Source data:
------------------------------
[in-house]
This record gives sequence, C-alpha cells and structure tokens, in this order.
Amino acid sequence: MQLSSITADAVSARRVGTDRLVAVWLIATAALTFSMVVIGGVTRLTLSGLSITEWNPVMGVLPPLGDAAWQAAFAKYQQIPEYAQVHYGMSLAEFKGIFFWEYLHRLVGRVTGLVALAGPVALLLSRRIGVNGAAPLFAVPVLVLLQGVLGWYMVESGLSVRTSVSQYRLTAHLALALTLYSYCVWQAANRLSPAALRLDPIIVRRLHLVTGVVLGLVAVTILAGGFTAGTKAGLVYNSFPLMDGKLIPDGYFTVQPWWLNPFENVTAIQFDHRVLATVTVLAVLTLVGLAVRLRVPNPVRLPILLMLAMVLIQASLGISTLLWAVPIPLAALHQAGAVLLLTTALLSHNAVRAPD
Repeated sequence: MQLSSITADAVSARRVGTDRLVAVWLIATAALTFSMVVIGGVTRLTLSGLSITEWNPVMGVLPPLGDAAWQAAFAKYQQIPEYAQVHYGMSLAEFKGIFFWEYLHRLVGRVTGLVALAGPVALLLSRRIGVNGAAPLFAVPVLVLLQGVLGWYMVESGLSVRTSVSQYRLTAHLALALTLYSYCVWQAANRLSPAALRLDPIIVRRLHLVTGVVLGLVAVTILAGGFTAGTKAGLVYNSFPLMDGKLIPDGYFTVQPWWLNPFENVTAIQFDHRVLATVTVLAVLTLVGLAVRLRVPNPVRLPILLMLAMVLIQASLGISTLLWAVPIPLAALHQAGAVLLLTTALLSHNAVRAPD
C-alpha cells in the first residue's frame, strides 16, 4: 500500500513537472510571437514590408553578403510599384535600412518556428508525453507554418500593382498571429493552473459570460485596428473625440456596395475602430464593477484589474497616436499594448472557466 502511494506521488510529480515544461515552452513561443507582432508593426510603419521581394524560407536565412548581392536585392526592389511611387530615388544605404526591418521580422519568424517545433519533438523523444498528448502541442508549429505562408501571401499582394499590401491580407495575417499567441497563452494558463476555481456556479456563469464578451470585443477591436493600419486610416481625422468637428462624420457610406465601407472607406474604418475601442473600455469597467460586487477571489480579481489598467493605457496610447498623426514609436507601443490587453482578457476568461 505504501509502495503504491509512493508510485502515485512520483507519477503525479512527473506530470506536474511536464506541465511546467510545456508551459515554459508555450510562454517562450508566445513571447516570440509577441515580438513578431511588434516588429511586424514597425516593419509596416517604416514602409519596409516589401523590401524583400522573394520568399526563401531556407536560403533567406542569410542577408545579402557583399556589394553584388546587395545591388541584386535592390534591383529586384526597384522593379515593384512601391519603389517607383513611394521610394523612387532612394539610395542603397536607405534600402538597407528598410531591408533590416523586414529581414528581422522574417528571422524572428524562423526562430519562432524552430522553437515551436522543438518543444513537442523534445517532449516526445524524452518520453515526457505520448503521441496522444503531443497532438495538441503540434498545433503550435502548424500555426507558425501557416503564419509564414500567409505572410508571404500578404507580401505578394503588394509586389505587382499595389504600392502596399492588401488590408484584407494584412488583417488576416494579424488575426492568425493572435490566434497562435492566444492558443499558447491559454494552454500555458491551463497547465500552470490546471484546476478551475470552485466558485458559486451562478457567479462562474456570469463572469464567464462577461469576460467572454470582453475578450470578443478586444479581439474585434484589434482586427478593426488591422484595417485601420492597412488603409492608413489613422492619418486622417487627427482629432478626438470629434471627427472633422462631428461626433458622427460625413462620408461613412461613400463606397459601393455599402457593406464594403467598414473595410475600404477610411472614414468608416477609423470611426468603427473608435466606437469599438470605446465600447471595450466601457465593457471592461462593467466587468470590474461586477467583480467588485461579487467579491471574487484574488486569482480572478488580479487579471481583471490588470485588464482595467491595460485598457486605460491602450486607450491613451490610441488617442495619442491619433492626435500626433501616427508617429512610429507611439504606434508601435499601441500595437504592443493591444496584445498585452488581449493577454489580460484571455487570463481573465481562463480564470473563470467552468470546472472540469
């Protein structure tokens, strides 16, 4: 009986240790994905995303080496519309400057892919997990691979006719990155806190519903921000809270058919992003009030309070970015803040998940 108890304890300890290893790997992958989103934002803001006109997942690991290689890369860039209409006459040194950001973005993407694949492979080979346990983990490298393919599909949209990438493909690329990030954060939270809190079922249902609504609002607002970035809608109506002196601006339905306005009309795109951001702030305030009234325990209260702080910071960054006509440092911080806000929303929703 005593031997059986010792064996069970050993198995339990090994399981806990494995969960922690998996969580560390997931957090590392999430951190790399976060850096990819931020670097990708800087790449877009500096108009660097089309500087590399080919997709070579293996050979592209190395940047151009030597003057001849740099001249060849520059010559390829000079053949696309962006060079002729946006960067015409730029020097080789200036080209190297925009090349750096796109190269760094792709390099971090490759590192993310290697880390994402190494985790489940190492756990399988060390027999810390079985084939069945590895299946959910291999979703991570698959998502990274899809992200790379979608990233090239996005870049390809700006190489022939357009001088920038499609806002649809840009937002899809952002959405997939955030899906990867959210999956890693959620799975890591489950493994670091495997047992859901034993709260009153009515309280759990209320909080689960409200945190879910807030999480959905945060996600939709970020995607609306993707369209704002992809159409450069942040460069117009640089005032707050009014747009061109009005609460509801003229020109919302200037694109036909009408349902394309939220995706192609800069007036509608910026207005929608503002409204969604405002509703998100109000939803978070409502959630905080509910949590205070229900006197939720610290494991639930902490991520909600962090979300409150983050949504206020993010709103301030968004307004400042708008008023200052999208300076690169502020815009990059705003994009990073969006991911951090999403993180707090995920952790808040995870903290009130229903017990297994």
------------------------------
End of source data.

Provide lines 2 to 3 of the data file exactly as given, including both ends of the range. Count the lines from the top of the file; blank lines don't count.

This record gives sequence, C-alpha cells and structure tokens, in this order.
Amino acid sequence: MQLSSITADAVSARRVGTDRLVAVWLIATAALTFSMVVIGGVTRLTLSGLSITEWNPVMGVLPPLGDAAWQAAFAKYQQIPEYAQVHYGMSLAEFKGIFFWEYLHRLVGRVTGLVALAGPVALLLSRRIGVNGAAPLFAVPVLVLLQGVLGWYMVESGLSVRTSVSQYRLTAHLALALTLYSYCVWQAANRLSPAALRLDPIIVRRLHLVTGVVLGLVAVTILAGGFTAGTKAGLVYNSFPLMDGKLIPDGYFTVQPWWLNPFENVTAIQFDHRVLATVTVLAVLTLVGLAVRLRVPNPVRLPILLMLAMVLIQASLGISTLLWAVPIPLAALHQAGAVLLLTTALLSHNAVRAPD